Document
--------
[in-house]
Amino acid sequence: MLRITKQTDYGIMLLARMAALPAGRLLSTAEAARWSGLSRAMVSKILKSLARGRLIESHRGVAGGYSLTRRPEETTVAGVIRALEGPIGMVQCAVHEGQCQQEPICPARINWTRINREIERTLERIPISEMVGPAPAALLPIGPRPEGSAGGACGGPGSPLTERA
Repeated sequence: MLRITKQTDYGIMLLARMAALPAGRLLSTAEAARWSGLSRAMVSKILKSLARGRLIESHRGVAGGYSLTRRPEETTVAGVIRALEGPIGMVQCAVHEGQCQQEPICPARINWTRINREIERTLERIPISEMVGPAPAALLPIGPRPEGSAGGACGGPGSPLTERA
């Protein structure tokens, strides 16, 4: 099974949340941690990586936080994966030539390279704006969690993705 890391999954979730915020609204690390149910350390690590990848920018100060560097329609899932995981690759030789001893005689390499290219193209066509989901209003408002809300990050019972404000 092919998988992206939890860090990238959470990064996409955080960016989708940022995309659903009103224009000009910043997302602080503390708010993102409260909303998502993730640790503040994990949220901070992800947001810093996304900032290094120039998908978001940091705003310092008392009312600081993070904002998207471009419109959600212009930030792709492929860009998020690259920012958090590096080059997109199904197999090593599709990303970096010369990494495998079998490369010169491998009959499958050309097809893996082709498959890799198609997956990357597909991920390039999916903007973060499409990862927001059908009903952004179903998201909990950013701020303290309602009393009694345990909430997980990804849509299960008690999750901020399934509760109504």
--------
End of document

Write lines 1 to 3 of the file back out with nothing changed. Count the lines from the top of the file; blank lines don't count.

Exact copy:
[in-house]
Amino acid sequence: MLRITKQTDYGIMLLARMAALPAGRLLSTAEAARWSGLSRAMVSKILKSLARGRLIESHRGVAGGYSLTRRPEETTVAGVIRALEGPIGMVQCAVHEGQCQQEPICPARINWTRINREIERTLERIPISEMVGPAPAALLPIGPRPEGSAGGACGGPGSPLTERA
Repeated sequence: MLRITKQTDYGIMLLARMAALPAGRLLSTAEAARWSGLSRAMVSKILKSLARGRLIESHRGVAGGYSLTRRPEETTVAGVIRALEGPIGMVQCAVHEGQCQQEPICPARINWTRINREIERTLERIPISEMVGPAPAALLPIGPRPEGSAGGACGGPGSPLTERA